ITNS Insider
Sep. 25, 2014

See You in Houston!
We're thrilled to welcome you to the Annual ITNS Symposium! Below are a few events you don't want to miss!

We'll see you soon! You can add events or make changes to your schedule on-site at the registration desk. More

Visit the Exhibit Hall at the Annual Symposium
In addition to the wonderful educational offerings at the Annual ITNS Symposium, the exhibit hall has a wealth of opportunities to network. Don't miss your chance to be part of this gathering of influential nurses, educators, and researchers who are committed to the latest developments in transplant nursing. Be sure to thank our exhibitors for their generous support which makes the symposium possible. Don't forget to visit the ITNS booth at #215.More

Comment on draft Cardiovascular Nursing: Scope and Standards of Practice, Second Edition
The Cardiovascular Nursing Scope and Standards Revision Workgroup members seek public comments about the draft Cardiovascular Nursing: Scope and Standards of Practice, Second Edition. The comment period closes on October 17, 2014. Please consider reviewing and providing recommendations for improvements as part of your professional responsibility and accountability. Do invite students, colleagues and other stakeholders to also respond. Access the draft document and response process. Thank you for your thoughtful review and comments. More

ITNS invites you to submit an abstract!
The International Transplant Nurses Society (ITNS) Annual Symposium Planning Committee (ASPC) invites you to submit abstract applications to present at the 2015 Summer Symposia, June 13 -14, 2015 at the Hyatt Regency O'Hare in Rosemont, Illinois. The general abstract submission deadline is Monday, November 3, 2014 at 11:59 p.m. (Midnight) Central Time (CT) Chicago, Illinois, USA. Questions about abstract submission? Contact Jennifer Wahl, ITNS Education Manager, at

Thymus grown in mouse holds great potential for lab-created organs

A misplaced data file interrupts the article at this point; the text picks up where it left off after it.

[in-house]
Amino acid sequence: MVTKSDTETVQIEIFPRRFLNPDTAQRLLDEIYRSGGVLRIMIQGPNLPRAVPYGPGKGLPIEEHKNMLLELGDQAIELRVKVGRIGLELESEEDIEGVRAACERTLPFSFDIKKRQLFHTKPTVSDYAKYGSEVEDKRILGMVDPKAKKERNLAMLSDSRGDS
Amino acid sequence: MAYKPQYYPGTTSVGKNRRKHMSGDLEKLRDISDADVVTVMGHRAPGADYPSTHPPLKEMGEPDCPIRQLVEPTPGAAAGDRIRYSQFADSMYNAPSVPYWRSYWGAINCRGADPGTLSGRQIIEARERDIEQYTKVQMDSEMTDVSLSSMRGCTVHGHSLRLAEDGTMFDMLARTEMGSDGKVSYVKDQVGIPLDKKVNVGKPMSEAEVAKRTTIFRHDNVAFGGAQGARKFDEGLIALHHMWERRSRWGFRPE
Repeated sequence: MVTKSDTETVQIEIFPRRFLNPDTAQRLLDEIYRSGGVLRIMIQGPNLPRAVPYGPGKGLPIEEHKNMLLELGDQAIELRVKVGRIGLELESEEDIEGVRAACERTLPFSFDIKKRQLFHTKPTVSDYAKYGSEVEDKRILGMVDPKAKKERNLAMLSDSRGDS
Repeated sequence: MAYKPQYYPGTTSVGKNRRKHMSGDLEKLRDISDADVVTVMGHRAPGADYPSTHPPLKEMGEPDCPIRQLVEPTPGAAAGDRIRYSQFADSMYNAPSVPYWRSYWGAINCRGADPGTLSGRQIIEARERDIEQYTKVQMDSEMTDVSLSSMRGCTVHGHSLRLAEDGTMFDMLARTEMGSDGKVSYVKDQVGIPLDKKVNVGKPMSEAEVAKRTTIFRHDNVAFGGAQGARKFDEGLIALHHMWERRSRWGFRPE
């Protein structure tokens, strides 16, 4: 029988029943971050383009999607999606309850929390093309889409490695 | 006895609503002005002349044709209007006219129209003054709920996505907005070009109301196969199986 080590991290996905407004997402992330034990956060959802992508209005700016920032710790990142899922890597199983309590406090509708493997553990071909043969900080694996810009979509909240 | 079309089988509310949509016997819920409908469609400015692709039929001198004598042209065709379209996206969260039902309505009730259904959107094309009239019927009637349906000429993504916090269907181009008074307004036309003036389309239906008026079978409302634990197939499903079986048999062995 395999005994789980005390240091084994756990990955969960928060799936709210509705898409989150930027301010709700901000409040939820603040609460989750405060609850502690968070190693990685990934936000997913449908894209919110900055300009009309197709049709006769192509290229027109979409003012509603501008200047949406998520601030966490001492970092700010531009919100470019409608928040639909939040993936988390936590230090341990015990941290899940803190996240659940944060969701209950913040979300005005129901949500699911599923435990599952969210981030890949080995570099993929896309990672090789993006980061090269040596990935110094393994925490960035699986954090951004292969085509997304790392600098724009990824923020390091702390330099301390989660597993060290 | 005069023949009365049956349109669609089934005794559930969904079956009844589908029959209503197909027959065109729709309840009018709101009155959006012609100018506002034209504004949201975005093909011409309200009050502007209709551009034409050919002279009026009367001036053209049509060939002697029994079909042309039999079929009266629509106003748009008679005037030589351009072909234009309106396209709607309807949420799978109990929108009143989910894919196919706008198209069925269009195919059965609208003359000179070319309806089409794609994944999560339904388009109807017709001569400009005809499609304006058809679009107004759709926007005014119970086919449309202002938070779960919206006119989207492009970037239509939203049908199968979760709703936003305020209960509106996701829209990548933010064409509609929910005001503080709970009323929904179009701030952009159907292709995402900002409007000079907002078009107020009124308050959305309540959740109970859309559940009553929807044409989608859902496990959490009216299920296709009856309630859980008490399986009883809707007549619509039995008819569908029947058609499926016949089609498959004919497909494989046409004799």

By Lynn Hetzler
Scientists have grown a fully functioning organ from cells created in a lab then transplanted into an animal for the first time. This breakthrough may pave the way for the development of lab-grown replacement organs. It may also hold special promise for people suffering from weakened immune systems and bone marrow transplant patients. The research team from MRC Centre for Regenerative Medicine at the University of Edinburgh described how they created a thymus gland, vital for the production of T-cells, from a completely different type of cell — a fibroblast.More

Solid organ transplant donors with central nervous system infection
While donor-derived infections remain uncommon, multiple reports describe DDI with pathogens that cause central nervous system infection resulting in significant recipient disease. The Ad Hoc Disease Transmission Advisory Committee reviewed the records of potential donor-derived disease transmission events to describe donor characteristics and outcomes associated with DDI from CNS pathogens. More

Adverse cardiac events after orthotropic liver transplantation: A cross-sectional study in 389 consecutive patients
Liver Transplantation
Current American College of Cardiology/American Heart Association guidelines caution that preoperative non-invasive cardiac tests may have poor predictive values in detecting coronary artery disease in liver transplant candidates. The purpose of this study was to evaluate the role of clinical predictor variables for early and late cardiac morbidity and mortality and the predictive values of non-invasive cardiac tests for perioperative cardiac events in a high-risk liver transplant population. More

Protecting nurses from contact with toxic cancer drugs
HealthLeaders Media
As the single largest group of oncology care providers, RNs face a disproportionate risk of exposure to hazardous drugs. It's up to nurse leaders to create and promote a culture of safety. Nurses are often described as being on the "front lines" of healthcare, a phrase that evokes potentially dangerous fields like the military or law enforcement.More

Nursing career path evolves, now includes care in community settings
As nursing roles change, so do the career paths nurses take with many moving away from the hospital setting to work for home health agencies, ambulatory care centers, long-term care facilities and other places in the community, reported. And the healthcare community encourages this evolution. Many medical offices and hospitals offer orientation, mentorship programs and residencies to nurses interested in a career change, according to the article. More

With the emergence of telemedicine, where do nurses fit in?
By Joan Spitrey
Remote medical monitoring is what most frequently think of in regard to telemedicine. If fact, the use of remote monitoring has been in place for more than 40 years, and has be highly effective in rural areas. But the overall concept of telemedicine is to bring a specialist's expertise to a facility "virtually," saving the patient being transported unnecessarily. So much has changed in the healthcare world with the advent of technology and the evolution of telemedicine. And telemedicine continues to evolve as technology becomes more advanced. So where do nurses fit into this changing landscape?More